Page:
trade for one year. Biard probably knew nothing of this expedition, 
though he understood that a movement was in progress. Besides, 
the members of his Order were not wanted in the colony, and it was 
not until 1611 that Biard succeeded in getting out to Port Royal, 
notwithstanding the influence of the King and Queen was thrown 
in his favor.* From our general knowledge of the subject, it might 
be concluded that De Mont allowed the Jesuits to suppose that the 
expedition was to leave Bordeaux at the end of 1608, in order to be 
well rid of them, while at the time arranging to sail from St. Malo. 

* On this question, see Relations des Jisuites, Vol. I. p. 25; Siiea's " Chnrlevoix," Vol. 
I. p. 260; and Parktnau's ''Pioneers," Chapters V. and VI. The Huguenots fought the 
Jesuits to the last. 



*, 1 



The same year, under the same monopoly, De Mont sent Cham- 
plain with two vessels to Canada. It is possible that the expedition 
of Champdor6 was authorized in consideration of receiving a portion 
of the profits. 

But, before speaking of the voyage, it will be necessary to state 
what is known concerning Pierre Angibout, as in the future he must 
take rank with the worthies, who, amidst perils and privations, 
labored to achieve the conquest of the wilderness of New England. 

In Champlain's narrative, Champdor6 is traduced and denied his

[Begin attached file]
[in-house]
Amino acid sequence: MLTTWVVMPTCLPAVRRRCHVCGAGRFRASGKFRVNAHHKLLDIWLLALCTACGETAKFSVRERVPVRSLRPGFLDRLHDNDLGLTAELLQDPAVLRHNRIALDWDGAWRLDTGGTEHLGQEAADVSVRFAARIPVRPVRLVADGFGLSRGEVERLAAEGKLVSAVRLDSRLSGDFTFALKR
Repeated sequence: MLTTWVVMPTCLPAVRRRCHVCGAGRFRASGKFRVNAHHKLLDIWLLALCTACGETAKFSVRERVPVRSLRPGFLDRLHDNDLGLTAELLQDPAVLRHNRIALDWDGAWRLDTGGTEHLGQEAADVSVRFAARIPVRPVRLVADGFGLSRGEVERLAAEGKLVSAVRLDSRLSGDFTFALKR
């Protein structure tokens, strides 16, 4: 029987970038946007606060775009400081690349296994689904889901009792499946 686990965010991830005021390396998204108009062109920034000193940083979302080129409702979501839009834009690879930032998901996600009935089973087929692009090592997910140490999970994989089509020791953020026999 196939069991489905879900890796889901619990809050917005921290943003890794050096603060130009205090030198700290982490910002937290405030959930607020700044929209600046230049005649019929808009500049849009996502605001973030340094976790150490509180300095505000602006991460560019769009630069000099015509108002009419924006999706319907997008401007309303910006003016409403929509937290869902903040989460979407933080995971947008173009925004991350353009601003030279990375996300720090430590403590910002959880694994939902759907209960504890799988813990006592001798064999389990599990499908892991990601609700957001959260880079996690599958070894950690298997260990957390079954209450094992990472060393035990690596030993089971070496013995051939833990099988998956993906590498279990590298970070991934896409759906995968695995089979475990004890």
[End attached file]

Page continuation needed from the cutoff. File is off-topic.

proper place, owing clearly to the jealousy excited by his merits. 
Champlain says that he was a good carpenter ; but he must have 
been something more, in order to hold his place as pilot and navigator 
for a period of three years, and to be entrusted with an independent 
expedition in the fourth. Champlain, pei-juips, felt that his appoint- 
ment, after a long trial, to this responsible post, formed a sarcasm 
upon his attempts to cheapen Cbampdorti's merits, and he does not 
allude either to his appointment or his voyage. Lescarbot, however, 
recognizes Champdor^'s services, also addressing a sonnet to him, 
as l*ierre Angibnut dit Champ-dore Gapitaine de Marine en la 
Mbuvelle France.* 

In describing the buildings at St. Croix, Lescarbot speaks of the 
abodes of " Sires d'Orville, Chaplain, Charapdor6, and other 
notable personages." Again, in speaking of those whom De Mont 
left behind at Port Royal to pass the winter of 1605-6, he mentions 
Monsieur Champlain and Monsieur Chainpdor6, the one for 
geography and the other for the conducting and guiding the 
voyages, f 

The position of Champdord while attached to the colony was 
clearly defined ; and though at times the geographer was obliged to 
recognize the pilot's capacity, he nevertheless seeks every occasion